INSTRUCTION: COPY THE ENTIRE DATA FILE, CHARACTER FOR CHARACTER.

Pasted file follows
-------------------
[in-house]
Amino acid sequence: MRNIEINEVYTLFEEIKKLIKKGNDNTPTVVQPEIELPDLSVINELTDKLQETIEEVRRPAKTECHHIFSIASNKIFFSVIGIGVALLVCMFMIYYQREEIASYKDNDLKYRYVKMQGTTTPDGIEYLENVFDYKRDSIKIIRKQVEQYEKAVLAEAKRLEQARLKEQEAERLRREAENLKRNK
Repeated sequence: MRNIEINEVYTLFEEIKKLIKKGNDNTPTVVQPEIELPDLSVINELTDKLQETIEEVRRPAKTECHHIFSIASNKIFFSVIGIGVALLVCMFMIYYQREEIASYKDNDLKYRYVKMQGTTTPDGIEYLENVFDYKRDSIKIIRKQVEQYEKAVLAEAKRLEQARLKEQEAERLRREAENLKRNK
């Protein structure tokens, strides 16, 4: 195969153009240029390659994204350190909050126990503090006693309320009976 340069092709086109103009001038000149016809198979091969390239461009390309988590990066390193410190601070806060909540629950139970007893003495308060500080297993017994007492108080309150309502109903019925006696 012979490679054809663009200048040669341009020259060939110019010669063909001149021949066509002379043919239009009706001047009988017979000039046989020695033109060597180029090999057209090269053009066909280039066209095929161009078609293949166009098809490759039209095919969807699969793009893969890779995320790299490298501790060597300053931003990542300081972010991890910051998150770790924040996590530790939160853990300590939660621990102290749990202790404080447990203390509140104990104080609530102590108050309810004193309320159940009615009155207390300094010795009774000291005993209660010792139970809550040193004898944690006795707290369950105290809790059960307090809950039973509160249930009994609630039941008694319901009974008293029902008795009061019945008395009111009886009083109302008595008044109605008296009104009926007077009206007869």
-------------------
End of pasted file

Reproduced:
[in-house]
Amino acid sequence: MRNIEINEVYTLFEEIKKLIKKGNDNTPTVVQPEIELPDLSVINELTDKLQETIEEVRRPAKTECHHIFSIASNKIFFSVIGIGVALLVCMFMIYYQREEIASYKDNDLKYRYVKMQGTTTPDGIEYLENVFDYKRDSIKIIRKQVEQYEKAVLAEAKRLEQARLKEQEAERLRREAENLKRNK
Repeated sequence: MRNIEINEVYTLFEEIKKLIKKGNDNTPTVVQPEIELPDLSVINELTDKLQETIEEVRRPAKTECHHIFSIASNKIFFSVIGIGVALLVCMFMIYYQREEIASYKDNDLKYRYVKMQGTTTPDGIEYLENVFDYKRDSIKIIRKQVEQYEKAVLAEAKRLEQARLKEQEAERLRREAENLKRNK
């Protein structure tokens, strides 16, 4: 195969153009240029390659994204350190909050126990503090006693309320009976 340069092709086109103009001038000149016809198979091969390239461009390309988590990066390193410190601070806060909540629950139970007893003495308060500080297993017994007492108080309150309502109903019925006696 012979490679054809663009200048040669341009020259060939110019010669063909001149021949066509002379043919239009009706001047009988017979000039046989020695033109060597180029090999057209090269053009066909280039066209095929161009078609293949166009098809490759039209095919969807699969793009893969890779995320790299490298501790060597300053931003990542300081972010991890910051998150770790924040996590530790939160853990300590939660621990102290749990202790404080447990203390509140104990104080609530102590108050309810004193309320159940009615009155207390300094010795009774000291005993209660010792139970809550040193004898944690006795707290369950105290809790059960307090809950039973509160249930009994609630039941008694319901009974008293029902008795009061019945008395009111009886009083109302008595008044109605008296009104009926007077009206007869």